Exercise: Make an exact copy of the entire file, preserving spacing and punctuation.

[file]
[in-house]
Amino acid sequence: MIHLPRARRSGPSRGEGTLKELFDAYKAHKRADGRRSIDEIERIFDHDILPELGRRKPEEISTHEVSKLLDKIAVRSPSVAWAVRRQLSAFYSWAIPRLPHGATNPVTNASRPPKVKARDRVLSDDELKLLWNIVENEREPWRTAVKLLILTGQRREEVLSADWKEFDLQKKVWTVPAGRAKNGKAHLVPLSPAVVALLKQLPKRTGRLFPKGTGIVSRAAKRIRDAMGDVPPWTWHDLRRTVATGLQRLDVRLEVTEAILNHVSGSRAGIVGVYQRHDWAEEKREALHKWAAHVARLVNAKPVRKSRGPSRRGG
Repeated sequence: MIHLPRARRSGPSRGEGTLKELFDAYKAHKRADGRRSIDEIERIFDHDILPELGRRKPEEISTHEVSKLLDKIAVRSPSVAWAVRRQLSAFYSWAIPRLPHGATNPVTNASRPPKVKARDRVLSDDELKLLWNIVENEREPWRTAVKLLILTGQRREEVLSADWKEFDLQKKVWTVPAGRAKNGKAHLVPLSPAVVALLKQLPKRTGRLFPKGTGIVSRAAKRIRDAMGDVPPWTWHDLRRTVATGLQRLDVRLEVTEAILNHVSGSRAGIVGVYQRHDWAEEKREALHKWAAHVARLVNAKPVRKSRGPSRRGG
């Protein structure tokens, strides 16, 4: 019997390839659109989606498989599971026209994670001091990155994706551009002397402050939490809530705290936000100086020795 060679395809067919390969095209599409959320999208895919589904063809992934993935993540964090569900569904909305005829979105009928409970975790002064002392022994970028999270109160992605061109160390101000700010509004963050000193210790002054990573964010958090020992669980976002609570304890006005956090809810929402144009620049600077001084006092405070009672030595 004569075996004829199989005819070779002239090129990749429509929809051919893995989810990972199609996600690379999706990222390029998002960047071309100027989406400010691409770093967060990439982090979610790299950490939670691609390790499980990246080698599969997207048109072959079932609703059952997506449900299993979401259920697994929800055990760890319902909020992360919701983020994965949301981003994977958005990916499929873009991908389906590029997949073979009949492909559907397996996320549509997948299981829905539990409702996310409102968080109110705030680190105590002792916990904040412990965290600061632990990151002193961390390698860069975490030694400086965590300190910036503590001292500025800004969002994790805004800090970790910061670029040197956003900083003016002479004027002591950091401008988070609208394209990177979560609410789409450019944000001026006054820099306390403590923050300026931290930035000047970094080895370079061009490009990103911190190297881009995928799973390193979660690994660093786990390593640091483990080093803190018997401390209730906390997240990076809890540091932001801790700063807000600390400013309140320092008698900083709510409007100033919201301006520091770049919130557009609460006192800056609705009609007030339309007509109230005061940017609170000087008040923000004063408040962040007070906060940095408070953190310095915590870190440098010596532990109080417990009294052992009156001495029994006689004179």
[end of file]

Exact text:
[in-house]
Amino acid sequence: MIHLPRARRSGPSRGEGTLKELFDAYKAHKRADGRRSIDEIERIFDHDILPELGRRKPEEISTHEVSKLLDKIAVRSPSVAWAVRRQLSAFYSWAIPRLPHGATNPVTNASRPPKVKARDRVLSDDELKLLWNIVENEREPWRTAVKLLILTGQRREEVLSADWKEFDLQKKVWTVPAGRAKNGKAHLVPLSPAVVALLKQLPKRTGRLFPKGTGIVSRAAKRIRDAMGDVPPWTWHDLRRTVATGLQRLDVRLEVTEAILNHVSGSRAGIVGVYQRHDWAEEKREALHKWAAHVARLVNAKPVRKSRGPSRRGG
Repeated sequence: MIHLPRARRSGPSRGEGTLKELFDAYKAHKRADGRRSIDEIERIFDHDILPELGRRKPEEISTHEVSKLLDKIAVRSPSVAWAVRRQLSAFYSWAIPRLPHGATNPVTNASRPPKVKARDRVLSDDELKLLWNIVENEREPWRTAVKLLILTGQRREEVLSADWKEFDLQKKVWTVPAGRAKNGKAHLVPLSPAVVALLKQLPKRTGRLFPKGTGIVSRAAKRIRDAMGDVPPWTWHDLRRTVATGLQRLDVRLEVTEAILNHVSGSRAGIVGVYQRHDWAEEKREALHKWAAHVARLVNAKPVRKSRGPSRRGG
């Protein structure tokens, strides 16, 4: 019997390839659109989606498989599971026209994670001091990155994706551009002397402050939490809530705290936000100086020795 060679395809067919390969095209599409959320999208895919589904063809992934993935993540964090569900569904909305005829979105009928409970975790002064002392022994970028999270109160992605061109160390101000700010509004963050000193210790002054990573964010958090020992669980976002609570304890006005956090809810929402144009620049600077001084006092405070009672030595 004569075996004829199989005819070779002239090129990749429509929809051919893995989810990972199609996600690379999706990222390029998002960047071309100027989406400010691409770093967060990439982090979610790299950490939670691609390790499980990246080698599969997207048109072959079932609703059952997506449900299993979401259920697994929800055990760890319902909020992360919701983020994965949301981003994977958005990916499929873009991908389906590029997949073979009949492909559907397996996320549509997948299981829905539990409702996310409102968080109110705030680190105590002792916990904040412990965290600061632990990151002193961390390698860069975490030694400086965590300190910036503590001292500025800004969002994790805004800090970790910061670029040197956003900083003016002479004027002591950091401008988070609208394209990177979560609410789409450019944000001026006054820099306390403590923050300026931290930035000047970094080895370079061009490009990103911190190297881009995928799973390193979660690994660093786990390593640091483990080093803190018997401390209730906390997240990076809890540091932001801790700063807000600390400013309140320092008698900083709510409007100033919201301006520091770049919130557009609460006192800056609705009609007030339309007509109230005061940017609170000087008040923000004063408040962040007070906060940095408070953190310095915590870190440098010596532990109080417990009294052992009156001495029994006689004179």